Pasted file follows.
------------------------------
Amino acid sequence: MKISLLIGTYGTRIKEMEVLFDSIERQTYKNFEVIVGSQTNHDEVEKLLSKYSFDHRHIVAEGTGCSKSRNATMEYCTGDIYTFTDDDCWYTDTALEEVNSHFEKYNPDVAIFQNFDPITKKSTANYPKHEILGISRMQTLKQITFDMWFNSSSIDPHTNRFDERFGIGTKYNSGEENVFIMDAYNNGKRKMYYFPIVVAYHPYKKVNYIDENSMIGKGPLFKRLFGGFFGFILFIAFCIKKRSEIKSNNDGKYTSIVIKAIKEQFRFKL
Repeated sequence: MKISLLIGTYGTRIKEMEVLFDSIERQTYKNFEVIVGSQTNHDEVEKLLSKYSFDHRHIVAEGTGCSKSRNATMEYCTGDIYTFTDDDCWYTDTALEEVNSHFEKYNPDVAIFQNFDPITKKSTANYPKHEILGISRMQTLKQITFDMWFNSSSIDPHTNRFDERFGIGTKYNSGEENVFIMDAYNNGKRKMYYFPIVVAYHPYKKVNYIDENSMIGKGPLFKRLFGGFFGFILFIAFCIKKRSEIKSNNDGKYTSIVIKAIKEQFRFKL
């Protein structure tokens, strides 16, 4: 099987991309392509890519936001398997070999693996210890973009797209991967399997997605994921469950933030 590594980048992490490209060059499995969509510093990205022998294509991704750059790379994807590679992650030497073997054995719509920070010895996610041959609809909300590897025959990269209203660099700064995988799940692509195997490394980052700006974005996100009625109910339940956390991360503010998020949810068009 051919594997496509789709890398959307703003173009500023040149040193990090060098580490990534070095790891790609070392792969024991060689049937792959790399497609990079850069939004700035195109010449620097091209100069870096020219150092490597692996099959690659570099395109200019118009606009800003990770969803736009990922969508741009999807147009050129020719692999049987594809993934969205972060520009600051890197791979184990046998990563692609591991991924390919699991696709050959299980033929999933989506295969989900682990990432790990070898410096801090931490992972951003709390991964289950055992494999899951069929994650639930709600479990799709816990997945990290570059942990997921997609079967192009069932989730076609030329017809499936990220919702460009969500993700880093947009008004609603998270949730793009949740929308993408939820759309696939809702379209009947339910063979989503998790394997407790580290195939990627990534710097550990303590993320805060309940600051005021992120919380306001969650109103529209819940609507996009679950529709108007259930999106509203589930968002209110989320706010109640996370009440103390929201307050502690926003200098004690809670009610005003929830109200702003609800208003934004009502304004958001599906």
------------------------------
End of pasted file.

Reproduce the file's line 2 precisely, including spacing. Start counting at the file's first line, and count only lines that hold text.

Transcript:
Repeated sequence: MKISLLIGTYGTRIKEMEVLFDSIERQTYKNFEVIVGSQTNHDEVEKLLSKYSFDHRHIVAEGTGCSKSRNATMEYCTGDIYTFTDDDCWYTDTALEEVNSHFEKYNPDVAIFQNFDPITKKSTANYPKHEILGISRMQTLKQITFDMWFNSSSIDPHTNRFDERFGIGTKYNSGEENVFIMDAYNNGKRKMYYFPIVVAYHPYKKVNYIDENSMIGKGPLFKRLFGGFFGFILFIAFCIKKRSEIKSNNDGKYTSIVIKAIKEQFRFKL